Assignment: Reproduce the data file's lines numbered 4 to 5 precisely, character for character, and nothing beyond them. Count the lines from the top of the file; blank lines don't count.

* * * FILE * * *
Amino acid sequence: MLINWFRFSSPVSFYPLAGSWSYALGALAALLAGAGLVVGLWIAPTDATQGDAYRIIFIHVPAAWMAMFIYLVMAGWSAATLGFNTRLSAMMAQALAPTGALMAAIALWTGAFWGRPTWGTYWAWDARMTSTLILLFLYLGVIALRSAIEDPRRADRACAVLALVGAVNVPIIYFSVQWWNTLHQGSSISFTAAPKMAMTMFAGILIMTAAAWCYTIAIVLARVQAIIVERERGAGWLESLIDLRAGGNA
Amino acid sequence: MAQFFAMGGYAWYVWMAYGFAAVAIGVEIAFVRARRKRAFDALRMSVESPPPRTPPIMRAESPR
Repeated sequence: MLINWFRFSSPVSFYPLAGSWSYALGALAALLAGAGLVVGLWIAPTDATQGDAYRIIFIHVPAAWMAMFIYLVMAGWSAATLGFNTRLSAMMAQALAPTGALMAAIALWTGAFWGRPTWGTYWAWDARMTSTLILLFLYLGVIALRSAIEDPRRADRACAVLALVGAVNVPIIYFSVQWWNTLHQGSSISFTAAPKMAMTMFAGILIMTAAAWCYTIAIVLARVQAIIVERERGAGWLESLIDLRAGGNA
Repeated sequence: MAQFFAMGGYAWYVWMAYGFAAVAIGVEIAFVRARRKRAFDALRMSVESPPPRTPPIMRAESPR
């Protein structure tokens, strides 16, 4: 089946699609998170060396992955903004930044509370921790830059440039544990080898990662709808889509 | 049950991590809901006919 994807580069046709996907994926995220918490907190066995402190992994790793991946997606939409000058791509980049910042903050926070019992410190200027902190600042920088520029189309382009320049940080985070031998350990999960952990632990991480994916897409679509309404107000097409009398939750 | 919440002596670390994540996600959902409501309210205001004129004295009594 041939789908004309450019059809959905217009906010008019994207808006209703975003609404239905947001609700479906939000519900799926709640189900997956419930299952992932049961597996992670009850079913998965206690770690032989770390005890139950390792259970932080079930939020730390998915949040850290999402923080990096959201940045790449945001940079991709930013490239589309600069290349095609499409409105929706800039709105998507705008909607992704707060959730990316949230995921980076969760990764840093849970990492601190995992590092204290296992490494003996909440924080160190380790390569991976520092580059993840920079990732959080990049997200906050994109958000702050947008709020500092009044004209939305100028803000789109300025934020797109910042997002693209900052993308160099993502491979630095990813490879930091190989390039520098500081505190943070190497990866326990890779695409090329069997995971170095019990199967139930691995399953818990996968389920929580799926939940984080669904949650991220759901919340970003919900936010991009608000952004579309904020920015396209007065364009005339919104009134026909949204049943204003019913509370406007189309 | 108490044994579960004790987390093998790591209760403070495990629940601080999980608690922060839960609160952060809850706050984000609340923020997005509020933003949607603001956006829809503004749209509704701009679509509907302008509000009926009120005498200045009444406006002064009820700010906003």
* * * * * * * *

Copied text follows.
Repeated sequence: MAQFFAMGGYAWYVWMAYGFAAVAIGVEIAFVRARRKRAFDALRMSVESPPPRTPPIMRAESPR
């Protein structure tokens, strides 16, 4: 089946699609998170060396992955903004930044509370921790830059440039544990080898990662709808889509 | 049950991590809901006919 994807580069046709996907994926995220918490907190066995402190992994790793991946997606939409000058791509980049910042903050926070019992410190200027902190600042920088520029189309382009320049940080985070031998350990999960952990632990991480994916897409679509309404107000097409009398939750 | 919440002596670390994540996600959902409501309210205001004129004295009594 041939789908004309450019059809959905217009906010008019994207808006209703975003609404239905947001609700479906939000519900799926709640189900997956419930299952992932049961597996992670009850079913998965206690770690032989770390005890139950390792259970932080079930939020730390998915949040850290999402923080990096959201940045790449945001940079991709930013490239589309600069290349095609499409409105929706800039709105998507705008909607992704707060959730990316949230995921980076969760990764840093849970990492601190995992590092204290296992490494003996909440924080160190380790390569991976520092580059993840920079990732959080990049997200906050994109958000702050947008709020500092009044004209939305100028803000789109300025934020797109910042997002693209900052993308160099993502491979630095990813490879930091190989390039520098500081505190943070190497990866326990890779695409090329069997995971170095019990199967139930691995399953818990996968389920929580799926939940984080669904949650991220759901919340970003919900936010991009608000952004579309904020920015396209007065364009005339919104009134026909949204049943204003019913509370406007189309 | 108490044994579960004790987390093998790591209760403070495990629940601080999980608690922060839960609160952060809850706050984000609340923020997005509020933003949607603001956006829809503004749209509704701009679509509907302008509000009926009120005498200045009444406006002064009820700010906003």